Department of Transportation

Congress’s next surface transportation authorization bill should fund basic research, technology development, and pilot programs to begin moving the United States to a mileage-based user fee system (VMT system) by 2020.

The research should be overseen by a multi-modal body within U.S. DOT that combines technology, policy, tax administration, and systems expertise. As recommended by the National Surface Transportation Infrastructure Financing Commission, the first set of studies should be wide-ranging and experimental, testing various self-selected VMT fee processes. Subsequent tests would be more prescriptive to facilitate the selection of a single, nationally interoperable system.

Congress should charge DOT with developing, by 2014, a national real-time traffic (traveler) information system, particularly in the top 100 metropolitan areas, and this vision should include the significant use of probe vehicles.

By 2014, the top 100 metropolitan areas should have at least 80 percent of freeway and arterial miles enabled by real-time traffic information systems (including incident notification, travel time, and travel speed data), and that information should be available in an interoperable format so that it can be used on any kind of Web, mobile, or in-vehicle application. States should make real-time traffic information freely available to the general public, akin to how the National Weather Service makes weather data available. In leveraging probe vehicles to collect real-time traffic information, the system should employ government vehicles, taxis, and even private fleets that would want to participate. For example, corporate vehicle fleets include hundreds of thousands of vehicles. If necessary, voluntary vehicles could receive a modest subsidy (such as a slightly reduced vehicle registration fee) for installing the probe device. States with cities in the top 100 metropolitan areas that do not achieve real-time traffic information collection and dissemination on 80 percent of their freeway and arterial roadways by 2014 should be penalized each year with fewer federal transportation dollars.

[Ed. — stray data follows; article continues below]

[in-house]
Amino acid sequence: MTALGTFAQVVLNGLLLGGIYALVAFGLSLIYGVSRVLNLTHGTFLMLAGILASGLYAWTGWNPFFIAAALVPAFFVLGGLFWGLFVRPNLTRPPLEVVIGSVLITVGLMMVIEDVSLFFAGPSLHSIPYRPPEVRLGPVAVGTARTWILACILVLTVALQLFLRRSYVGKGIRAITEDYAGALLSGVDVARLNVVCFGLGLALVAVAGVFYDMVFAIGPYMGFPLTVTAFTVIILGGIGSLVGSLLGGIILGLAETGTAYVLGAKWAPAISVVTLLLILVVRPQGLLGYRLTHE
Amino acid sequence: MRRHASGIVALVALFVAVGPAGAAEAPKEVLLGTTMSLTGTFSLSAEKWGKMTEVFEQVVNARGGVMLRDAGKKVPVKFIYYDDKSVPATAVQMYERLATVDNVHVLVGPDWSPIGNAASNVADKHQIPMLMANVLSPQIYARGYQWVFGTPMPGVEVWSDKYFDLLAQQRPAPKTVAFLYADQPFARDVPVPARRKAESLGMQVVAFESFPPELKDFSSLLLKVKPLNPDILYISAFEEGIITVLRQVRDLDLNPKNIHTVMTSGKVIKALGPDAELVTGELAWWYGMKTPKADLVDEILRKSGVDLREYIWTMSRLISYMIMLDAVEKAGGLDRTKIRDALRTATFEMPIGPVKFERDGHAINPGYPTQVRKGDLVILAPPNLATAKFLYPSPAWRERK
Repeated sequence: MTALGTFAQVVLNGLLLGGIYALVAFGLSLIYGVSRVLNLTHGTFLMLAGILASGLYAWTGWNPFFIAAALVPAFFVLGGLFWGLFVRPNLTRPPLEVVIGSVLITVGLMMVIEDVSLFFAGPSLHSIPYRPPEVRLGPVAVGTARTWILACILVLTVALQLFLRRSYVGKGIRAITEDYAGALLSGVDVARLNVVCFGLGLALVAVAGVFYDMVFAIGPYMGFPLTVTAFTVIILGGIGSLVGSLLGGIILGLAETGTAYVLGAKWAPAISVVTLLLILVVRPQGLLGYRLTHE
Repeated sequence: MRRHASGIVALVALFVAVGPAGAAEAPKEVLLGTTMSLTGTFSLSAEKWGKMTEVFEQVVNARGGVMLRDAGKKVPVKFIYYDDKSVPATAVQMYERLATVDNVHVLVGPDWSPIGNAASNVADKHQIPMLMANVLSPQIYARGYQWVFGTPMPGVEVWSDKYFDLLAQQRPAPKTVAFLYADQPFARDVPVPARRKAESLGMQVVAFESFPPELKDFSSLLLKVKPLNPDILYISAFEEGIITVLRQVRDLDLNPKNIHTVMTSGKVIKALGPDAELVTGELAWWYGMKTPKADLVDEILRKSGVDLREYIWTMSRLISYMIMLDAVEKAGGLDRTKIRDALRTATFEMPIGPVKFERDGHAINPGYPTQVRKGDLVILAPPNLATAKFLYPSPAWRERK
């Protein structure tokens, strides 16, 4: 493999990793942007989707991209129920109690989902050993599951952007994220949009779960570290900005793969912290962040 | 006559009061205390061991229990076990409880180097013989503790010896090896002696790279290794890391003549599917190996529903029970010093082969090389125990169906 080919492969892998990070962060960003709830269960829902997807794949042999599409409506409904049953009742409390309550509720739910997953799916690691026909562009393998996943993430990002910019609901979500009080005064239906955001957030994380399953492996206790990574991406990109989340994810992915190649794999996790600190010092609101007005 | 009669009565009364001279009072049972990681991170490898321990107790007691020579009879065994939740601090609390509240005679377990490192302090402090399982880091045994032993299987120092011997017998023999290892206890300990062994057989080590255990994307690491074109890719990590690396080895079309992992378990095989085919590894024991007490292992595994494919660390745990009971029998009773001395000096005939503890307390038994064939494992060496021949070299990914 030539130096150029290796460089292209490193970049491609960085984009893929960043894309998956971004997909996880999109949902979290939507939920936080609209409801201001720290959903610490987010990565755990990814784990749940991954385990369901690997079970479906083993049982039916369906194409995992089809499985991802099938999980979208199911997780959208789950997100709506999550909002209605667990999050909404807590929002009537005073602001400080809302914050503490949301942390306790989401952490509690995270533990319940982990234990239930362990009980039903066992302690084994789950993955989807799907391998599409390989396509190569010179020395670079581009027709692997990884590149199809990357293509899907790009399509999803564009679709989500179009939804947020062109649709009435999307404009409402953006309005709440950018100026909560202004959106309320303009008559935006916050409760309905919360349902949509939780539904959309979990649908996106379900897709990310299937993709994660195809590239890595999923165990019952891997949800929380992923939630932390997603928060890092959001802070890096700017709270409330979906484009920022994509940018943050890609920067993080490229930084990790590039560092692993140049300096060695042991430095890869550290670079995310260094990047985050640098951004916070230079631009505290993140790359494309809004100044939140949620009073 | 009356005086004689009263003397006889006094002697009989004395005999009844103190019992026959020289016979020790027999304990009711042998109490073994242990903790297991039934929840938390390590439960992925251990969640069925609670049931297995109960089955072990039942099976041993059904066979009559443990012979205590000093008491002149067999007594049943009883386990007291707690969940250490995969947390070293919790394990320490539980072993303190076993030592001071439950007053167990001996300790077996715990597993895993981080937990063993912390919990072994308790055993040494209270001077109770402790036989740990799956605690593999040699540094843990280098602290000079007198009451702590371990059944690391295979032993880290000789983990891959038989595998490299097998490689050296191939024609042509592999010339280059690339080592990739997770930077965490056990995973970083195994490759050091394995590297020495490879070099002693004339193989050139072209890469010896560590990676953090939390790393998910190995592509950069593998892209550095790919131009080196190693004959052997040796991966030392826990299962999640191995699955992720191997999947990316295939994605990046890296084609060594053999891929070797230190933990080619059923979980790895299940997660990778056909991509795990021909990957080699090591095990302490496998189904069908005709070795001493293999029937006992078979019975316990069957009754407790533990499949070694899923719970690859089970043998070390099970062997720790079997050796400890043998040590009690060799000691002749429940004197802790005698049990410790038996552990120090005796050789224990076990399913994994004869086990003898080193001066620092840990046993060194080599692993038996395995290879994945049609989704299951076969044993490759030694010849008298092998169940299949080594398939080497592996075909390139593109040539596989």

Government ID programs such as the Department of Defense’s Common Access Card and the Transportation Worker Identification Credential should move to an open architecture that allows electronic wallet applications to be housed on the card.

One key to driving innovation through procurement is to support open standards architectures. By adopting technologies that are interoperable with non-federal applications, federal procurement can help drive widespread adoption. An open architecture would allow these cards to house electronic wallet applications that would, for example, let employees load a contactless payment application issued by transit authorities so they would not have to have a separate SmarTrip card to ride the Washington, D.C. metro system (or those of other transit authorities). The functionality would be integrated into one single card, which could also support other functions, such as a debit card to pay for meals in government cafeterias or fees in parking garages.